Dec. 11th: I Know Why the Caged Bird Sings
Meeting Date: 12/11 at 7 pm
Physical Book: I Know Why the Caged Bird Sings, Maya Angelou
Digital Option: I Know Why the Caged Bird Sings, Maya Angelou
Optional supplement: Collected poetry by Maya Angelou
Book Summary: “Sent by their mother to live with their devout, self-sufficient grandmother in a small Southern town, Maya and her brother, Bailey, endure the ache of abandonment and the prejudice of the local “powhitetrash.” At eight years old and back at her mother’s side in St. Louis, Maya is attacked by a man many times her age—and has to live with the consequences for a lifetime. Years later, in San Francisco, Maya learns that love for herself, the kindness of others, her own strong spirit, and the ideas of great authors (“I met and fell in love with William Shakespeare”) will allow her to be free instead of imprisoned. Poetic and powerful, I Know Why the Caged Bird Sings will touch hearts and change minds for as long as people read.” — Oprah Winfrey
Disclaimer: I Know Why the Caged Bird Sings is a poignant and piercing account of Angelou’s early years. The book addresses the injustice and inhumanity Black Americans faced in the 1930s and 40s with a particularly upsetting reference to the rape of a young girl. To read a more detailed account of any difficult content in I Know Why the Caged Bird Sings, visit this link.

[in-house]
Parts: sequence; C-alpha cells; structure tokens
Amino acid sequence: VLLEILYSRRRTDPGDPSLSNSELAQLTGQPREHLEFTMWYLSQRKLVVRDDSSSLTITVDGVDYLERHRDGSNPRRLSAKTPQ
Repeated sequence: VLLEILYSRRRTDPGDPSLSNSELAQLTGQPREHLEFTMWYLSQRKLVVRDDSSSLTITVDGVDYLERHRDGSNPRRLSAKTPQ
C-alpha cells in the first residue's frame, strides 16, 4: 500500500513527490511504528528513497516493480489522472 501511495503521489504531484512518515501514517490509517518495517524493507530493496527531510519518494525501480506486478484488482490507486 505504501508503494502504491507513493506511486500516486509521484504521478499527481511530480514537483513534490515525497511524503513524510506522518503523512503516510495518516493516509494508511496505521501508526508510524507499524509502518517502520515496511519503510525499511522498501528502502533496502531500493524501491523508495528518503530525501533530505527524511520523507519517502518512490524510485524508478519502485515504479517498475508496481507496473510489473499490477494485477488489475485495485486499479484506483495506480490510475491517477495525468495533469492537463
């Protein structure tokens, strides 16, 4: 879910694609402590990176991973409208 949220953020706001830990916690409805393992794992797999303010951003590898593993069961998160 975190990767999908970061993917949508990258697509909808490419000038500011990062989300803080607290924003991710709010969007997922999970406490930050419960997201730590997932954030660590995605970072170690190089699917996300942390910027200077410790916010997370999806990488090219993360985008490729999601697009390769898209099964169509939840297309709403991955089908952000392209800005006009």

Maya Angelou begins her autobiography with a moment of public humiliation in church. Why do you think she chose this scene in particular?
To Maya, her mother seems alternately charming, elusive, unreliable, and strong. Which episodes in the novel illuminate her character? Do you think she was a good mother?
How does Angelou describe her abuse at the hands of Mr. Freeman? Do you think this trauma was the defining moment of the novel or of Angelou’s childhood? Why or why not?
“I couldn’t force myself to think of them as people,” (26) Angelou writes of the whites in segregated Stamps, Arkansas. Does this change over the course of the novel?
“We survive in exact relationship to the dedication of our poets,” (184) Angelou says of Black people. Do you think that this is true of all cultures?
The title is a reference to a poem by Paul Lawrence Dunbar. Why do you think that Angelou chose this title?
* Questions derived from the Penguin Random House Reading Guide: https://www.penguinrandomhouse.com/books/3924/i-know-why-the-caged-bird-sings-by-maya-angelou/9780812980028/readers-guide/
Guiding Calendar for Readings: